Open Access Research article

Which resources should be used to identify RCT/CCTs for systematic reviews: a systematic review

Ellen T Crumley1*, Natasha Wiebe2, Kristie Cramer3, Terry P Klassen4 and Lisa Hartling4

Author Affiliations

1 HealthInfo & Searching Practice Inc., Edmonton, Canada

2 Department of Medicine, Division of Nephrology, University of Alberta, 4058 Research Transition Facility, Edmonton, Alberta T6G 2E1, Canada

3 Department of Pediatrics, Complementary and Alternative Research and Education (CARE) Program, University of Alberta, 4047 Research Transition Facility, Edmonton, Alberta T6G 2E1, Canada

4 Department of Pediatrics, Alberta Research Centre for Child Health Evidence (ARCHE), University of Alberta, 4th Floor Aberhart Centre One, 11402 University Avenue, Edmonton, Alberta T6G 2J3, Canada

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BMC Medical Research Methodology 2005, 5:24  doi:10.1186/1471-2288-5-24

Published: 10 August 2005



Systematic reviewers seek to comprehensively search for relevant studies and summarize these to present the most valid estimate of intervention effectiveness. The more resources searched, the higher the yield, and thus time and costs required to conduct a systematic review. While there is an abundance of evidence to suggest how extensive a search for randomized controlled trials (RCTs) should be, it is neither conclusive nor consistent. This systematic review was conducted in order to assess the value of different resources to identify trials for inclusion in systematic reviews.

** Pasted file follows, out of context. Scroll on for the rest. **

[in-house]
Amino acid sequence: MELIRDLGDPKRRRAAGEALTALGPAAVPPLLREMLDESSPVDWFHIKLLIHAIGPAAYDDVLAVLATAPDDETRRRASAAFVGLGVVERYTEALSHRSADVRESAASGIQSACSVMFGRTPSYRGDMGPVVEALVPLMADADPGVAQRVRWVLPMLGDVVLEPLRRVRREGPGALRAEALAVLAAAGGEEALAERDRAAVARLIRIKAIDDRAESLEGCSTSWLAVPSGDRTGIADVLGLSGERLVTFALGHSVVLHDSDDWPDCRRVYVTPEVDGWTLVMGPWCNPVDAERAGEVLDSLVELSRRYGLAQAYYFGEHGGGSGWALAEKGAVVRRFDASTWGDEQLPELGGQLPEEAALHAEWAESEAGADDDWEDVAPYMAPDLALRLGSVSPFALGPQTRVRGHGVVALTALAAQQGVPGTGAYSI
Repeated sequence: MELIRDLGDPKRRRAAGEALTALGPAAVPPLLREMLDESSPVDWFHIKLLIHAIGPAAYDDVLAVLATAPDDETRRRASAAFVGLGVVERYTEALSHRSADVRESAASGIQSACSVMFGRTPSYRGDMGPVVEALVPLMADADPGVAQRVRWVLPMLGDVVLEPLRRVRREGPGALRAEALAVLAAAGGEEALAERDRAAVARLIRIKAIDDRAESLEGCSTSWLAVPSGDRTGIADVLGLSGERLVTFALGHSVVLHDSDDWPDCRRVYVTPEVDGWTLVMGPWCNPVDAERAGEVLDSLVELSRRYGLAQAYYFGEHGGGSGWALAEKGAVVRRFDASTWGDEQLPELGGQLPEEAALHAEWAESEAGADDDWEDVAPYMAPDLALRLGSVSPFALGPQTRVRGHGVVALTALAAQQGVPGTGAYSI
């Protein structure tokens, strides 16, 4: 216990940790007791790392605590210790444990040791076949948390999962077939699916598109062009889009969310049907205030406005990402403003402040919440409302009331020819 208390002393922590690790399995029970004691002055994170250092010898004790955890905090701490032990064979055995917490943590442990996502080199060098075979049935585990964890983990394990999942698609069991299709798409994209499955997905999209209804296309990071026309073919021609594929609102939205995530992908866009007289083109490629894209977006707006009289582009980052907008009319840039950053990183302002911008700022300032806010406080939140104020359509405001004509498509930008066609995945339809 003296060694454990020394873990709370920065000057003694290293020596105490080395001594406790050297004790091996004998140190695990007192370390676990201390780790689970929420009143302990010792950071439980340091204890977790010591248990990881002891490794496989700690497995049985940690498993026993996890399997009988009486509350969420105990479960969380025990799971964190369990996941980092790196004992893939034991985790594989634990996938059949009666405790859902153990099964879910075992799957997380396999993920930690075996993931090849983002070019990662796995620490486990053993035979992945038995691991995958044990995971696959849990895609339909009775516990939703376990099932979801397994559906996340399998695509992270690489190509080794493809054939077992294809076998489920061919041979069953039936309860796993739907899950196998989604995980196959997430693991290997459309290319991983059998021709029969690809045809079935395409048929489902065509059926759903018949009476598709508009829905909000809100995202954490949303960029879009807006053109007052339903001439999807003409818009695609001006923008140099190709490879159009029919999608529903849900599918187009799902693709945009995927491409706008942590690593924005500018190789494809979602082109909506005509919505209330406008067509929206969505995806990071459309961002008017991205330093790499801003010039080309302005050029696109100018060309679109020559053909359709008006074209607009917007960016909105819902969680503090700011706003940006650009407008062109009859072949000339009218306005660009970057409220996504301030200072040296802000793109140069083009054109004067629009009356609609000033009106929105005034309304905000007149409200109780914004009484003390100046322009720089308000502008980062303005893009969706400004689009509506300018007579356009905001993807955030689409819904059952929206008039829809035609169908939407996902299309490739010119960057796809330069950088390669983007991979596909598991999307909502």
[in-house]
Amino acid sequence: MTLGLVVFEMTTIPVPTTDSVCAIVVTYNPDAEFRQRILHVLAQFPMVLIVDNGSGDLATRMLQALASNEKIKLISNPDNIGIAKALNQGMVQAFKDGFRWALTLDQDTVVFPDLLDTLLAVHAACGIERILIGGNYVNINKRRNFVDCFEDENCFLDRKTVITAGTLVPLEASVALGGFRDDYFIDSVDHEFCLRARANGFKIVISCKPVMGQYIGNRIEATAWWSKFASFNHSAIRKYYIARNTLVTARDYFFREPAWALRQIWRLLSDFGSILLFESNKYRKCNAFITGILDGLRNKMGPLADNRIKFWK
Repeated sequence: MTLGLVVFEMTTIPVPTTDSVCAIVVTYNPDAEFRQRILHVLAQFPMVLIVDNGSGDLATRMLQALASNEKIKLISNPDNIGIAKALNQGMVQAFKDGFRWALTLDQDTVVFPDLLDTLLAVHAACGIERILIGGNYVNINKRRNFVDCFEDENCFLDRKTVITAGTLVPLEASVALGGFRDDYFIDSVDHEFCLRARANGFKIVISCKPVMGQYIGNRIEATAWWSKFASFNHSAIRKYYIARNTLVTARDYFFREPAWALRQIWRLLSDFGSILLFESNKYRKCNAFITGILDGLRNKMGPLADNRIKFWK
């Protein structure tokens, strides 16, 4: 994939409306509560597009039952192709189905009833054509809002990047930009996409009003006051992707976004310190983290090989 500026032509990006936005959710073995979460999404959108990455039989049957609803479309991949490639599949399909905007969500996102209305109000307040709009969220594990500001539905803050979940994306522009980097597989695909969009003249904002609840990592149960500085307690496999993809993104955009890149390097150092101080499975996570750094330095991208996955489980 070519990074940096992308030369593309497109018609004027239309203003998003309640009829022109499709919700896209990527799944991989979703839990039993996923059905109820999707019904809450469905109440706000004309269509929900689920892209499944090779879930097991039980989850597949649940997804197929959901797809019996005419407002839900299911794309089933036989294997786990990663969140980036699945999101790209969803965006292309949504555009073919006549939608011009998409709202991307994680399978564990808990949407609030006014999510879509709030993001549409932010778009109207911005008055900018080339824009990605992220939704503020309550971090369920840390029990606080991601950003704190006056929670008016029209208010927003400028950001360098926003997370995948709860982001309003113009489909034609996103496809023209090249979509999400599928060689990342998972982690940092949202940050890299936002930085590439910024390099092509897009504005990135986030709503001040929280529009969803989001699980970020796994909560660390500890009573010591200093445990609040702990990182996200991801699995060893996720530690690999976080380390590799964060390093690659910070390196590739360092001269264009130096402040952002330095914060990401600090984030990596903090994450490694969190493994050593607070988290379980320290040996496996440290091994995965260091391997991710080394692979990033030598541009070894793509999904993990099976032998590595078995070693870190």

Seven electronic databases, four journals and Cochrane Colloquia were searched. Key authors were contacted and references of relevant articles screened. Included studies compared two or more sources to find RCTs or controlled clinical trials (CCTs). A checklist was developed and applied to assess quality of reporting. Data were extracted by one reviewer and checked by a second. Medians and ranges for precision and recall were calculated; results were grouped by comparison. Meta-analysis was not performed due to large heterogeneity. Subgroup analyses were conducted for: search strategy (Cochrane, Simple, Complex, Index), expertise of the searcher (Cochrane, librarian, non-librarian), and study design (RCT and CCT).


Sixty-four studies representing 13 electronic databases met inclusion criteria. The most common comparisons were MEDLINE vs. handsearching (n = 23), MEDLINE vs. MEDLINE+handsearching (n = 13), and MEDLINE vs. reference standard (n = 13). Quality was low, particularly for the reporting of study selection methodology. Overall, recall and precision varied substantially by comparison and ranged from 0 to 100% and 0 to 99%, respectively. The trial registries performed the best with median recall of 89% (range 84, 95) and median precision of 96.5% (96, 97), although these results are based on a small number of studies. Inadequate or inappropriate indexing was the reason most cited for missing studies. Complex and Cochrane search strategies (SS) performed better than Simple SS.


Multiple-source comprehensive searches are necessary to identify all RCTs for a systematic review, although indexing needs to be improved. Although trial registries demonstrated the highest recall and precision, the Cochrane SS or a Complex SS in consultation with a librarian are recommended. Continued efforts to develop CENTRAL should be supported.